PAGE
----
If our ministers would only read the old books, the books that take a year to read because we have to stop and think for a day or two about a truth that pierced us through and through. And if we would read them with the fear of God, such light would burst forth as to scatter the creeping darkness in our souls! In our day, good reading seems to have "fallen in the street." We tend to read trivial, frothy palpitation pulp, bound in hardcover and priced way above the value of its content. The entertaining, "feel good" books written by the megachurch gurus are selling millions of copies this year, but will be forgotten next year. They do not contain enough solid truth to stand the test of time. Pragmatism (Big is good!) and its paparazzi have become the pied pipers of evangelicalism. (Ah, if only we had eyes to see past the apparent to the actual.)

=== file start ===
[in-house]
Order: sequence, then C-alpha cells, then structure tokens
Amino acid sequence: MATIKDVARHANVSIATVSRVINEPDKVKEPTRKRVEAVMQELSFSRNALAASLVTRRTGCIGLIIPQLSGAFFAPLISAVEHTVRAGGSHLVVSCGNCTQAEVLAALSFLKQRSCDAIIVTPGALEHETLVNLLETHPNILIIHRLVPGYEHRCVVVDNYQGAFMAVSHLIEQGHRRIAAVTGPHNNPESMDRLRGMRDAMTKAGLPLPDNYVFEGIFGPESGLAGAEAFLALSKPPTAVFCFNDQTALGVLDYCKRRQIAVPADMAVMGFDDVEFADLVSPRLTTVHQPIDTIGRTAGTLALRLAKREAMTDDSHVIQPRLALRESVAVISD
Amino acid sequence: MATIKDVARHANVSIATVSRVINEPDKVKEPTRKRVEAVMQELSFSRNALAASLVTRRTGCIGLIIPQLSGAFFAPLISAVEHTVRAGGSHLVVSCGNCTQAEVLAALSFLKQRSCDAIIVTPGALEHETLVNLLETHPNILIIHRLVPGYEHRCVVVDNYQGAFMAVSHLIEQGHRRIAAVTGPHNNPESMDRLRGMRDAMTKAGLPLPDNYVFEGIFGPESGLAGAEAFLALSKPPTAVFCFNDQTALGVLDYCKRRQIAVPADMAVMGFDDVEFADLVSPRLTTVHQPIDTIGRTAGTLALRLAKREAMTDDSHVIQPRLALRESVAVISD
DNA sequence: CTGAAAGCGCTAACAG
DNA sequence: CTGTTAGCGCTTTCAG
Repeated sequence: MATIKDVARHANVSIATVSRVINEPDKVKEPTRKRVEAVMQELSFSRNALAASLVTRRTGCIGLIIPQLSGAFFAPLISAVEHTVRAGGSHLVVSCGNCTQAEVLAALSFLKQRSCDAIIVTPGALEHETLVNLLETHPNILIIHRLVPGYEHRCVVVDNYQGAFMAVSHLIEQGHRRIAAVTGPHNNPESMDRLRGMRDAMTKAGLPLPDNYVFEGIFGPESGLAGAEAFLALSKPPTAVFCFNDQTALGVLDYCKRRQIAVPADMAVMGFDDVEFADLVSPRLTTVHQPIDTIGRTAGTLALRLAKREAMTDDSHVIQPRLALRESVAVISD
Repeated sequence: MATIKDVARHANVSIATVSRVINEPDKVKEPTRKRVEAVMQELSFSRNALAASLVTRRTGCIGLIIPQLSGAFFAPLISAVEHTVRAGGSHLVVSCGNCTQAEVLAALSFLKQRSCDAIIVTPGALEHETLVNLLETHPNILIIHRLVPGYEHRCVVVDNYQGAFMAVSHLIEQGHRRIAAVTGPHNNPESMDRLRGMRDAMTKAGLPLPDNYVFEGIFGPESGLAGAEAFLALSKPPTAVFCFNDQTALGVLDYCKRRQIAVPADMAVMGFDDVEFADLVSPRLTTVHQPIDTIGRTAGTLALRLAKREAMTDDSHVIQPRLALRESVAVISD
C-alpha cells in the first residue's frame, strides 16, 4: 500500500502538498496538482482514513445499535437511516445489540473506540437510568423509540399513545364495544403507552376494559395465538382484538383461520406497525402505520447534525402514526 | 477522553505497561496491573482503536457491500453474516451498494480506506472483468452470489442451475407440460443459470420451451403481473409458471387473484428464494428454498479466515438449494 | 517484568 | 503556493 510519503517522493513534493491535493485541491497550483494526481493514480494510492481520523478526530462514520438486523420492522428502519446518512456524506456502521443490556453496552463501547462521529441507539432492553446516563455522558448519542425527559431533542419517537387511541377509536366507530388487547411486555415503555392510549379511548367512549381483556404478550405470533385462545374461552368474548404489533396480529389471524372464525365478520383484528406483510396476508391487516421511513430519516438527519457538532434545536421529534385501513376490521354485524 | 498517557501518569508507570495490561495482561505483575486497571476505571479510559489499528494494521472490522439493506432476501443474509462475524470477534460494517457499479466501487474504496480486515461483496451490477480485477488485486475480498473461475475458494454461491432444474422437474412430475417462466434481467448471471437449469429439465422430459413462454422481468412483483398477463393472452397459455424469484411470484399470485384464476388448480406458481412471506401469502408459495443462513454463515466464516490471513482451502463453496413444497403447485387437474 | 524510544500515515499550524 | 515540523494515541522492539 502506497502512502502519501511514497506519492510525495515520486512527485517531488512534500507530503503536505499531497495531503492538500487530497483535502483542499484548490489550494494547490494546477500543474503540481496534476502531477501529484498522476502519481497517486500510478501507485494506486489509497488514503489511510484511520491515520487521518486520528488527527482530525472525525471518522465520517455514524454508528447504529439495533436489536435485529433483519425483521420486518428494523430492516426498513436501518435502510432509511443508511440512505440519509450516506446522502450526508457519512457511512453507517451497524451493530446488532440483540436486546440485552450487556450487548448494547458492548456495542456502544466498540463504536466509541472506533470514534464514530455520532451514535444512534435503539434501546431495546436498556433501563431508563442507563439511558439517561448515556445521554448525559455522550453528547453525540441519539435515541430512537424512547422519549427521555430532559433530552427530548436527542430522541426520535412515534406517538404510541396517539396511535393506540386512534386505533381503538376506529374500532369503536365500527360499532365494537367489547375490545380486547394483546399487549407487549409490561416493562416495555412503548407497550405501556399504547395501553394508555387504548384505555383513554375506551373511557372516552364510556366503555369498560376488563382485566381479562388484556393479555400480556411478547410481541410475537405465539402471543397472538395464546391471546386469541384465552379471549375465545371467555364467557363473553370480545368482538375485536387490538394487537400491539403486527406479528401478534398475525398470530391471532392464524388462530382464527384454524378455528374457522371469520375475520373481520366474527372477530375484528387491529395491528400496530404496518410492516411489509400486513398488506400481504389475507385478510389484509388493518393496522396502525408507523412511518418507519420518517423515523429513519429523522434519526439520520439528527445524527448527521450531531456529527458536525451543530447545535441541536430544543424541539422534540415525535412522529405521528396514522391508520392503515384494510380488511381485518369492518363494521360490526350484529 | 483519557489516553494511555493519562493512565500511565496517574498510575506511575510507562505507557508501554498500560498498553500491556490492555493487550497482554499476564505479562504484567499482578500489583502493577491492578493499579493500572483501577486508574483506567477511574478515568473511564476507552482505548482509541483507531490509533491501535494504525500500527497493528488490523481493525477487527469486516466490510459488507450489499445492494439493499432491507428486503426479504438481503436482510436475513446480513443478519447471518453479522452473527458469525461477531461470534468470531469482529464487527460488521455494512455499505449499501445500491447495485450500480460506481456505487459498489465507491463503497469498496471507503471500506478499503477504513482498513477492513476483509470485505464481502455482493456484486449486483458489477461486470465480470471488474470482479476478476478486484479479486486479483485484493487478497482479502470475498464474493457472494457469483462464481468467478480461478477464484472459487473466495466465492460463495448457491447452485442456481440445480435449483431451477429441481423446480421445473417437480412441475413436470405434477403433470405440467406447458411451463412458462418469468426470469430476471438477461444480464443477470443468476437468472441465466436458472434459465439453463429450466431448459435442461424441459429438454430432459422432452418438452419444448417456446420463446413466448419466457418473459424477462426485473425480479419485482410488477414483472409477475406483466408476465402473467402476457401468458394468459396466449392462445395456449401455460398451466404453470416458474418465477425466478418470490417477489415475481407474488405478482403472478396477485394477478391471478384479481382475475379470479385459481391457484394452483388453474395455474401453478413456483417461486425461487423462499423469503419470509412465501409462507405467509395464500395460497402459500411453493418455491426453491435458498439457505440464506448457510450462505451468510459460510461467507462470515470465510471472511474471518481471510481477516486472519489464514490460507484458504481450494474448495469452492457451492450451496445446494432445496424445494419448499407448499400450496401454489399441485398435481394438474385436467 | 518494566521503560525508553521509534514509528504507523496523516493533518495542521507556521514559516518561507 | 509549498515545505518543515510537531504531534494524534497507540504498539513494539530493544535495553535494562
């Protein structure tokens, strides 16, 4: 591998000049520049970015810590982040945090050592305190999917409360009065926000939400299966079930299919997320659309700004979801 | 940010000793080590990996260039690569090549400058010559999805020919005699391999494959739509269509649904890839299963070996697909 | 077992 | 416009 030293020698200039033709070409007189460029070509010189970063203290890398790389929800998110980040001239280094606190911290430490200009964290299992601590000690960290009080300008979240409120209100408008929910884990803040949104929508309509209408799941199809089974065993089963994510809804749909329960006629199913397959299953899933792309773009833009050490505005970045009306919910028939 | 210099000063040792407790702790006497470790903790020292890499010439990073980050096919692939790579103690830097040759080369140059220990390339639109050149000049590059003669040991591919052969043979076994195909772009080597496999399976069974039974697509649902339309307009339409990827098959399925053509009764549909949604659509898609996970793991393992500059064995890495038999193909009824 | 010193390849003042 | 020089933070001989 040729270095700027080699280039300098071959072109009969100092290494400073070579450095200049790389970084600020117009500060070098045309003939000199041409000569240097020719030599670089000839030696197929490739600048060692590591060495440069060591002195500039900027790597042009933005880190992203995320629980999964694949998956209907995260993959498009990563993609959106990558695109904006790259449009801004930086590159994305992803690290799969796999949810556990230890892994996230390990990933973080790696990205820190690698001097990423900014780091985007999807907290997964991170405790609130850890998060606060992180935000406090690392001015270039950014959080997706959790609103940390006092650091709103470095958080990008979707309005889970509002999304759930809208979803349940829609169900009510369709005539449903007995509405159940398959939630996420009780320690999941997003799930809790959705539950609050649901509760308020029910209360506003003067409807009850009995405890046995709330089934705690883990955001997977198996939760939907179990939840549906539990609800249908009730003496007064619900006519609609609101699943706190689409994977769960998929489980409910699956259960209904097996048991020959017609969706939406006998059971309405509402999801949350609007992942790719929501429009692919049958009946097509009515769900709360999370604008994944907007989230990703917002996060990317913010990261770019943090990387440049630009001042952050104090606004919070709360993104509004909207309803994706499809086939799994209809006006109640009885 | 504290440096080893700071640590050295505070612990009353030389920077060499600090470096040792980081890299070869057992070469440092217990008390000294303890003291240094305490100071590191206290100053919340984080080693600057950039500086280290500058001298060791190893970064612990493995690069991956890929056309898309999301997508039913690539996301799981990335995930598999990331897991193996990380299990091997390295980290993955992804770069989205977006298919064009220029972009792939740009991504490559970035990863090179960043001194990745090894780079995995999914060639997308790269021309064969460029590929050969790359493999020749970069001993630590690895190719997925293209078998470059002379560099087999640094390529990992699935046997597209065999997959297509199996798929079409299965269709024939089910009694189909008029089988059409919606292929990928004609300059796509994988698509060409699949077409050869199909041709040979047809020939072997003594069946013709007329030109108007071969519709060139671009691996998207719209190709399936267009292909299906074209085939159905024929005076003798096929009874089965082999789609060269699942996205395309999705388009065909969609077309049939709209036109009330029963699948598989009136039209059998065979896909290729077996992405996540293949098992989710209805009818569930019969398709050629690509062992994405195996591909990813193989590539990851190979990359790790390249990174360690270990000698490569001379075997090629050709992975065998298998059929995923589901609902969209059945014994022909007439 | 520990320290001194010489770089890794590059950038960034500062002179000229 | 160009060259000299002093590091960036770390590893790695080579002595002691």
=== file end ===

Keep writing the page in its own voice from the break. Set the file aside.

It is needful for us to pause for a moment and consider this category of books. Books that are good enough to give to others belong on a special shelf. One book given to me now rests on a shelf far away, but I will never forget it. It was the first book anyone gave me after the dear Saviour found me, the life of Nate Saint, called Jungle Pilot. The giver has been in Heaven many years, but I will always remember them. Another "given" book taught me about living by faith. It brought me to my life verse, II Cor. 5:7, "For we walk by faith, not by sight." It was the Life of George Muller by Basil Miller, and was a gift from an old Dutch preacher. He had been trying to give it away, but God wouldn't let him give it to anyone but me. I stayed up all night reading it and went to bed as the sun came up, a changed man. Given books are special books. I have been given a book on the life of Elijah, and a book on God's wonderful preservation of the Received Text, and a book by Spurgeon on eccentric preachers, and a book on the attributes of God, and a book by F.W. Boreham, and dozens more. These gifts have blessed and changed and guided my life, gifts that broadened my horizons, gifts that enriched my preaching. Given books, blessed books!